This week unroole added a new ‘starting point’ website for their users built entirely with Bootstrap components. unroole ‘starting points’ are a convenient and efficient way for launching full featured websites with a single click. They come packed with configurable widgets, building blocks of web pages, and Blueprints for pages from which pages can be cloned.
Google is a company that definitely needs no introduction. Starting off with a search engine embedded with artificial intelligence now this tech giant has taken the market with great ease. In the wake of advancement in internet connectivity devices and components, Google is all set to stun the market with its hardware capabilities. OnHub is the latest addition to the Google hardware family which has been launched in partnership with TP link.
One of the top priorities of Google is to have additional security when compared to the other machines that are available. OnHub has many intriguing features that demonstrate how security should be one of the most vital considerations in the workplace. The following are some points worth mentioning in this regard:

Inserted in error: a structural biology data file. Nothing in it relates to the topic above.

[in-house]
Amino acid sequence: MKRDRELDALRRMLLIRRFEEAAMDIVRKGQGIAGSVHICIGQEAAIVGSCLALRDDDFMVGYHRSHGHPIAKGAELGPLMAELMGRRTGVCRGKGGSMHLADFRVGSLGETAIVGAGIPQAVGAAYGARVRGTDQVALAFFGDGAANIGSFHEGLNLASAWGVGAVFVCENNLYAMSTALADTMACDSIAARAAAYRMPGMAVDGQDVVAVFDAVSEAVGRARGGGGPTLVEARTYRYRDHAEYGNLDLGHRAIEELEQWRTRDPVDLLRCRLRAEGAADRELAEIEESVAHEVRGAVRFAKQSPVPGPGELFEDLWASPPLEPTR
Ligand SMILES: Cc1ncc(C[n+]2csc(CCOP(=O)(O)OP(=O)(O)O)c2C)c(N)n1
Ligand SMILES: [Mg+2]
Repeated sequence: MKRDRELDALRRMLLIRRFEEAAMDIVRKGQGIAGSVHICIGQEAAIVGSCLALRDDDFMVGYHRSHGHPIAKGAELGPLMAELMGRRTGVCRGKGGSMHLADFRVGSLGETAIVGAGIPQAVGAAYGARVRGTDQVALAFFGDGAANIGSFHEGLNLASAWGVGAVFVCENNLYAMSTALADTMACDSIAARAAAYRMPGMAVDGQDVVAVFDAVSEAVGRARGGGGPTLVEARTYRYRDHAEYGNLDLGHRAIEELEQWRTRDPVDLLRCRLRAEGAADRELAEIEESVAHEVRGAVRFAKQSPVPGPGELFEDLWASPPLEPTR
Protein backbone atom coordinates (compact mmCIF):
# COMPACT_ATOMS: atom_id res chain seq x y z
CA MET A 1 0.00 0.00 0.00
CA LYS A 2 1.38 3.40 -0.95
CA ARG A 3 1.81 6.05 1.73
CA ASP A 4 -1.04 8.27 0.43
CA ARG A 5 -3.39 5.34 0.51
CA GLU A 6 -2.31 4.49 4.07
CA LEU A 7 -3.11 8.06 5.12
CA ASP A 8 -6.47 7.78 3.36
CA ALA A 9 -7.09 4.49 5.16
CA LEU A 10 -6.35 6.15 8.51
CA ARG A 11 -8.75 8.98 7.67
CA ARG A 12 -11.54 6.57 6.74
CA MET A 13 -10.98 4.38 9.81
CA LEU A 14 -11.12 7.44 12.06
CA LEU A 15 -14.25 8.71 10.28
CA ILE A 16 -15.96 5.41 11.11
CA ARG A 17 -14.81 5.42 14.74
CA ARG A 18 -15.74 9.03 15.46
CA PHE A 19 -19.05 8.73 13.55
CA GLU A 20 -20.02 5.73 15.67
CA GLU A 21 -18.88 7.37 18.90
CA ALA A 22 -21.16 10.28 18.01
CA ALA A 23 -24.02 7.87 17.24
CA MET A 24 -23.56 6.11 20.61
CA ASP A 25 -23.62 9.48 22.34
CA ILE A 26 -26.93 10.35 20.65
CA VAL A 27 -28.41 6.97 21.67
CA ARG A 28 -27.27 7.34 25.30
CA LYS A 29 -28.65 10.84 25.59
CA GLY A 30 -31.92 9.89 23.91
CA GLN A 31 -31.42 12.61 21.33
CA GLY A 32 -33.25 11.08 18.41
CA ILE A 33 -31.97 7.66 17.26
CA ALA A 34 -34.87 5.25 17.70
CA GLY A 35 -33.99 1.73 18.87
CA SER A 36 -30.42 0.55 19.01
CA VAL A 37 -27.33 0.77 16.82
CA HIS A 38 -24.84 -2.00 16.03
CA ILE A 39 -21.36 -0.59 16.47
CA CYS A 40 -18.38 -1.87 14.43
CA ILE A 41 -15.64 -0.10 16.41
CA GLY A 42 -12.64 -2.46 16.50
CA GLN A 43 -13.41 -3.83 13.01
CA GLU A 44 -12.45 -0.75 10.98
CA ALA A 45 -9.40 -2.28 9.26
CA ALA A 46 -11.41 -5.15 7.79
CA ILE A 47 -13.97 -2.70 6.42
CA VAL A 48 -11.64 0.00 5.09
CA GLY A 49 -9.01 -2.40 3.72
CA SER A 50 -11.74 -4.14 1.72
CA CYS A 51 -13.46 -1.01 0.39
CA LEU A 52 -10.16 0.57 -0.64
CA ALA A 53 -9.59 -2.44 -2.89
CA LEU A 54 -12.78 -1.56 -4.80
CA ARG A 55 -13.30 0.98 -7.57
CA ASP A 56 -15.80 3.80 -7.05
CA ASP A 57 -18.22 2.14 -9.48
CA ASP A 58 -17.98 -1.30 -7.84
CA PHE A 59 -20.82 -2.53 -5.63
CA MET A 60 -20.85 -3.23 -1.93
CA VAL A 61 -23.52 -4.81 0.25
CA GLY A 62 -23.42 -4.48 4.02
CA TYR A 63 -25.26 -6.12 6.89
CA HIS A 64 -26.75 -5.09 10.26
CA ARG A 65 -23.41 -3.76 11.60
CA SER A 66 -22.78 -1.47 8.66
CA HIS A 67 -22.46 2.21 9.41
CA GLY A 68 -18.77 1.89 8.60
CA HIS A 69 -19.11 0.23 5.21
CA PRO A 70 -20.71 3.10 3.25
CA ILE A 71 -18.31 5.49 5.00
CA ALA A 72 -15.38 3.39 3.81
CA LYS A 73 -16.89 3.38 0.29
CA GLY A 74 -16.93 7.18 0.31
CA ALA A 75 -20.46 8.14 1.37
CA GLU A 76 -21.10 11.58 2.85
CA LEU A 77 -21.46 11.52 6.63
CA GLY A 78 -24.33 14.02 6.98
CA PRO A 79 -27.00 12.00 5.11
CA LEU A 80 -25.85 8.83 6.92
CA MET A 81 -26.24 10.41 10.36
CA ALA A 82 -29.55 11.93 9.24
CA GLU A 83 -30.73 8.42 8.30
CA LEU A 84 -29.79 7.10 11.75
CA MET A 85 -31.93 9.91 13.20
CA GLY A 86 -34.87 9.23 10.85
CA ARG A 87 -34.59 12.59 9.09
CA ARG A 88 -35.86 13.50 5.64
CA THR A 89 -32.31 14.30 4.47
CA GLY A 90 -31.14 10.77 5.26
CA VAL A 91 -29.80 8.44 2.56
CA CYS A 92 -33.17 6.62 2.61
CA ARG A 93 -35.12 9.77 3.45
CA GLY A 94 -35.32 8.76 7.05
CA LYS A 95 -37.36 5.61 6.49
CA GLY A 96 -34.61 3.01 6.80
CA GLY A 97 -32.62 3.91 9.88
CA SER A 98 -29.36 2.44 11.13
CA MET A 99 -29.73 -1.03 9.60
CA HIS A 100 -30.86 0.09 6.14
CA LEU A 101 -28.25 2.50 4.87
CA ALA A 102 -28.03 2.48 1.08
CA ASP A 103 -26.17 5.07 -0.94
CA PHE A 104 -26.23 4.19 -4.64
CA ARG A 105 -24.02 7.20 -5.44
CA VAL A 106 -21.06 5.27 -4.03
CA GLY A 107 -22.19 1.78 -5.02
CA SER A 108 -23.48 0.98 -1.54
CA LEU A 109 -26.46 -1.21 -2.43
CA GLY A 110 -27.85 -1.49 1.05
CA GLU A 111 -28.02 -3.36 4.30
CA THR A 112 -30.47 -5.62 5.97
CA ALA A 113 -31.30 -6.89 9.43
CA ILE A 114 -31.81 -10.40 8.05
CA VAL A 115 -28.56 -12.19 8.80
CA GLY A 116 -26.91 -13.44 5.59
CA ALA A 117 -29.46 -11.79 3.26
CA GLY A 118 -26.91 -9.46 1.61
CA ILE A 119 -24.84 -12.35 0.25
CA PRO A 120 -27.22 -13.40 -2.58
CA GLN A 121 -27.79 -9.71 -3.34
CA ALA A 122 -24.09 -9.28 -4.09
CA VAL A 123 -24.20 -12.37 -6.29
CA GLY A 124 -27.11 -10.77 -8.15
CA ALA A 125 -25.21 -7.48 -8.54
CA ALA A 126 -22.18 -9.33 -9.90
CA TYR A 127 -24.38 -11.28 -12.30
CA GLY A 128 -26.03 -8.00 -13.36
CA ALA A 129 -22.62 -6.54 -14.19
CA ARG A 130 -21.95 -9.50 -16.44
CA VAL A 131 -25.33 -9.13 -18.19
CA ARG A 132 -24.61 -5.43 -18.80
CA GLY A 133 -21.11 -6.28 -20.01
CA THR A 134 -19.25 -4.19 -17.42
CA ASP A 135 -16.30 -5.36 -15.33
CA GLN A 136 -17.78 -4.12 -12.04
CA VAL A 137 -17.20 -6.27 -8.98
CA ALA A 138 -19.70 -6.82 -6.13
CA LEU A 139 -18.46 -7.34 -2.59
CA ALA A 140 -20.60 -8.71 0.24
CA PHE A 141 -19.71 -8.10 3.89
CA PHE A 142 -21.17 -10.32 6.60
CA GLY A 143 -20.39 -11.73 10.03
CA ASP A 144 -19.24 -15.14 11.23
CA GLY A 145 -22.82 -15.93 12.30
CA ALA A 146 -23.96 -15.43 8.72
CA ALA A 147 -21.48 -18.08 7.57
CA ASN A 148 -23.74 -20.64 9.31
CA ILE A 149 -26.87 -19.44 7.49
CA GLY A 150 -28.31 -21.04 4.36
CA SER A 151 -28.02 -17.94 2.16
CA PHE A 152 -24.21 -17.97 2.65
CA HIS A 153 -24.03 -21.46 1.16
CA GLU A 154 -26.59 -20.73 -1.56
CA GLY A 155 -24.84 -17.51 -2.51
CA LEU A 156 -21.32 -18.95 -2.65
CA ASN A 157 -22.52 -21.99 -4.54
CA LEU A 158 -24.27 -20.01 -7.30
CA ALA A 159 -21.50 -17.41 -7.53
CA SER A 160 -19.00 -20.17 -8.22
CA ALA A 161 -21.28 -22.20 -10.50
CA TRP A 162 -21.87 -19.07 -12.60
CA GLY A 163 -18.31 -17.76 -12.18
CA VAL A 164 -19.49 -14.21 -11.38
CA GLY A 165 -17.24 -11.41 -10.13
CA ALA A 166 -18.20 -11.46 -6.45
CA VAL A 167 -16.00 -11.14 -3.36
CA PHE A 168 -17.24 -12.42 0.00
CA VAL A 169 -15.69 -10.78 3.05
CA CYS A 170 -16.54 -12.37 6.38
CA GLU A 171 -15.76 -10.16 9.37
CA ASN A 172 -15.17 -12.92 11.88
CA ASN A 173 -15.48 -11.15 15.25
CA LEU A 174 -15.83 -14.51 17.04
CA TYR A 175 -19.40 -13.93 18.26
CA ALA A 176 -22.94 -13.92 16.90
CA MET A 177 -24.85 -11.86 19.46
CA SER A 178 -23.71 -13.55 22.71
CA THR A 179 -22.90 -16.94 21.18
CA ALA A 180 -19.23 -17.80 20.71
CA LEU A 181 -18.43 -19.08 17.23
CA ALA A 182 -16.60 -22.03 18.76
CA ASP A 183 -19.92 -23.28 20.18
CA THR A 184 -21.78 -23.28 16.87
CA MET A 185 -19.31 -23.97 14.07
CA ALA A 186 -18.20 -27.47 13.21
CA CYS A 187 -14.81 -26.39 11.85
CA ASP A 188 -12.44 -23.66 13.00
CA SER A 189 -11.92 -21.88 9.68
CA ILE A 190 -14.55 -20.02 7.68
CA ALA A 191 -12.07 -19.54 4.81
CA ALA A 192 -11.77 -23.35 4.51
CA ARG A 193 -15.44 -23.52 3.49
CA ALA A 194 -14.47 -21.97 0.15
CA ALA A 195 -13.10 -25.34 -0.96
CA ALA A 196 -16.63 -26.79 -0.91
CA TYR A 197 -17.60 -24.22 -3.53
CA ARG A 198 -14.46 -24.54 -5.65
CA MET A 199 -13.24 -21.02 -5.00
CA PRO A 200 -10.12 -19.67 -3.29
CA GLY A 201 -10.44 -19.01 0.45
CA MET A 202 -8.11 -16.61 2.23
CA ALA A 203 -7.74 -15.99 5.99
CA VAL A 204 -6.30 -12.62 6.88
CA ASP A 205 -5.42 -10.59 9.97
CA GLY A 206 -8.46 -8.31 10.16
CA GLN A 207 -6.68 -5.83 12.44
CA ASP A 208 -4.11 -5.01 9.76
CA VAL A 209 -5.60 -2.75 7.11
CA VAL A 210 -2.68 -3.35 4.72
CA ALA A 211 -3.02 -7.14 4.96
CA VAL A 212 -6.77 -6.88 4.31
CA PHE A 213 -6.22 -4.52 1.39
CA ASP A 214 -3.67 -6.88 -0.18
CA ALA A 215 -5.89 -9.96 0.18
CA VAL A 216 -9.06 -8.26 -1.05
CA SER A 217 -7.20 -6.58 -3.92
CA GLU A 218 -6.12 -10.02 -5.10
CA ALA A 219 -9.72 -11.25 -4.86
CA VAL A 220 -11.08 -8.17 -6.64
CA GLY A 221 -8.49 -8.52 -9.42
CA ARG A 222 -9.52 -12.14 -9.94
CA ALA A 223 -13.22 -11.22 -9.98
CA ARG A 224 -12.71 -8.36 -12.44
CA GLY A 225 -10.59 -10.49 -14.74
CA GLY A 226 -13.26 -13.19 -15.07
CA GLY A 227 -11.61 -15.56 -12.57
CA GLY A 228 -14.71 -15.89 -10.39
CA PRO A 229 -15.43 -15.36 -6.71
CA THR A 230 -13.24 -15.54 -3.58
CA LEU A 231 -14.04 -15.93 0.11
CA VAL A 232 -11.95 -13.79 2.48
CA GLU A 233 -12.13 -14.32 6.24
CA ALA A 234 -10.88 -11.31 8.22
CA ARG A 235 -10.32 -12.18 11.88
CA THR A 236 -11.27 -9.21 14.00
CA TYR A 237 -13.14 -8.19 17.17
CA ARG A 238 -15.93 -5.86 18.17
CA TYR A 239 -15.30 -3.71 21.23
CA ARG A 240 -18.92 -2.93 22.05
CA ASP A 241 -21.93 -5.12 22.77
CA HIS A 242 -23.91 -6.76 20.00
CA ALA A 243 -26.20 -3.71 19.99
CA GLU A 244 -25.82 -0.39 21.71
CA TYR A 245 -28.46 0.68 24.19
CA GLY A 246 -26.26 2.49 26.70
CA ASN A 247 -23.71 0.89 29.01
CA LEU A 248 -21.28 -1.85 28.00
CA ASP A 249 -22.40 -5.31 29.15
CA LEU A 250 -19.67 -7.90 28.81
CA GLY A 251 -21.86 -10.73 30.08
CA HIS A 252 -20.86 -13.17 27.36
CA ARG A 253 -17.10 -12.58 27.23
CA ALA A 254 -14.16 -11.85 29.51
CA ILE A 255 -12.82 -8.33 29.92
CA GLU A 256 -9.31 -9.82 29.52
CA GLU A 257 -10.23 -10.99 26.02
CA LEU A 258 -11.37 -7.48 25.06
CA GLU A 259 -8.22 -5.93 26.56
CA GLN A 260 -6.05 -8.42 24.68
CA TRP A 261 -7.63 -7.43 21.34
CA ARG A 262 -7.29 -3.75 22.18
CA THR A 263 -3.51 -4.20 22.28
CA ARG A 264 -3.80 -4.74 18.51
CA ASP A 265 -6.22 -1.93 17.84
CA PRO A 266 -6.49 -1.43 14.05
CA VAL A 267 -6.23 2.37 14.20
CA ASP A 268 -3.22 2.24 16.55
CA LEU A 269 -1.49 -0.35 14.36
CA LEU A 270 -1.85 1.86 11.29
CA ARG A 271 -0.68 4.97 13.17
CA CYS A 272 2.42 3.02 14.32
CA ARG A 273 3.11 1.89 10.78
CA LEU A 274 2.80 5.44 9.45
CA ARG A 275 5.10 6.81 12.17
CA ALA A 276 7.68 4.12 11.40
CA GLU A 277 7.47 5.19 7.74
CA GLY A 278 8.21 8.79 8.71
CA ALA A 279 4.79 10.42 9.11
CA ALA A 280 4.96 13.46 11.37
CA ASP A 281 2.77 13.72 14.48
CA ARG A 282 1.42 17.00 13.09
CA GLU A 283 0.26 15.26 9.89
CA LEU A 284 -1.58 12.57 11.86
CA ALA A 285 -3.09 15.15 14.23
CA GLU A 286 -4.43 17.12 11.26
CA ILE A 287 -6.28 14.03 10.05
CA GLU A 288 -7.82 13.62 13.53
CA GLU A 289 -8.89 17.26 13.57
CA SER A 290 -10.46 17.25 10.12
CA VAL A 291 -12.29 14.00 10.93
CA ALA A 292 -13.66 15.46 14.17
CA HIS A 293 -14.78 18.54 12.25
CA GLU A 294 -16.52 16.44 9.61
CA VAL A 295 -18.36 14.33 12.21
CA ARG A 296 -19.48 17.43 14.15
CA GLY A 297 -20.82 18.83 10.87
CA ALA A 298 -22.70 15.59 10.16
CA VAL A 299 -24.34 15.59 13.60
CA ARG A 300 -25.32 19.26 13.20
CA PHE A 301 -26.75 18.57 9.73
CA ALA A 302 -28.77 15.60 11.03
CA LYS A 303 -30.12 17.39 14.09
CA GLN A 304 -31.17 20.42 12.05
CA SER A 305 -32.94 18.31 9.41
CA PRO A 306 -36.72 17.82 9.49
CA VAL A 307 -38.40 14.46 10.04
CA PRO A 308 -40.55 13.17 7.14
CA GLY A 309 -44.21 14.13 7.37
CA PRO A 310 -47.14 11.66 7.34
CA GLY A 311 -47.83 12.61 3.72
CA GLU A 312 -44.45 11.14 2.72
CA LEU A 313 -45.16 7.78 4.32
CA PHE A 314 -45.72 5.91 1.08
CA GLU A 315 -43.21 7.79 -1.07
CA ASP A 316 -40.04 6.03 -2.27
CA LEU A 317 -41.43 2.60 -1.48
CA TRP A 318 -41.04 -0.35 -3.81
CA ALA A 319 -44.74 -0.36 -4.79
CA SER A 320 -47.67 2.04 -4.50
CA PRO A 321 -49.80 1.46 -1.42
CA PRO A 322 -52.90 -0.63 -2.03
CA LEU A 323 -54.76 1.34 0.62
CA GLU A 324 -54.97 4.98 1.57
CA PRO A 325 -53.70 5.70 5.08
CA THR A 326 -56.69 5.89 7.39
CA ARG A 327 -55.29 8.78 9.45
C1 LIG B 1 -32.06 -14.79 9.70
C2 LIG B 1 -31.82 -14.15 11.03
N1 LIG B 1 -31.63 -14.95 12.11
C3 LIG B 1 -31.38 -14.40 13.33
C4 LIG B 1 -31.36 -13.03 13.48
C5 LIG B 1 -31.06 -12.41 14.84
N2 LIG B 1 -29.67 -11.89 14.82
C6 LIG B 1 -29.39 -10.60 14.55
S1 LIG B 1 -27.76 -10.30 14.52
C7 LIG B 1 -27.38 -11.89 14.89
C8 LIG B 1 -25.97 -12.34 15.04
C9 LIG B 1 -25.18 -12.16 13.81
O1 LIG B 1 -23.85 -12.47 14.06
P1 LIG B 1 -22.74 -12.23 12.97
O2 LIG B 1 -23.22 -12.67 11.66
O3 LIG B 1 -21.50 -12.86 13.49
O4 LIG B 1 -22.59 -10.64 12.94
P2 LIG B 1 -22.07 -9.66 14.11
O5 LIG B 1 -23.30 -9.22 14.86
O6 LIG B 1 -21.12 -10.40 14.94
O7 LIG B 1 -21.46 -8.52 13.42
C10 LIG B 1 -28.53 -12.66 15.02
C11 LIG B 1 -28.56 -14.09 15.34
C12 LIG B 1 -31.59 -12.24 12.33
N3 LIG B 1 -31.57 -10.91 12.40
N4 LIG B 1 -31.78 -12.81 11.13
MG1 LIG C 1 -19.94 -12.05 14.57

I admit it. When looking at the calendar my eyes have been focused on November 19, 2015. This is the date that Drupal 8, under development since 2011, is expected to be released. But for Drupal 6 users, the beginning of Drupal 8 also marks the beginning of the end for Drupal 6 support. Announced on Drupal.org, Michael Hess writes that Drupal 6 will reach end-of-life on February 24 2016.
As announced in the Drupal 6 extended support policy, 3 months after Drupal 8 comes out, Drupal 6 will be end-of-life (EOL).
On February 24th 2016, Drupal 6 will reach end of life and no longer be supported.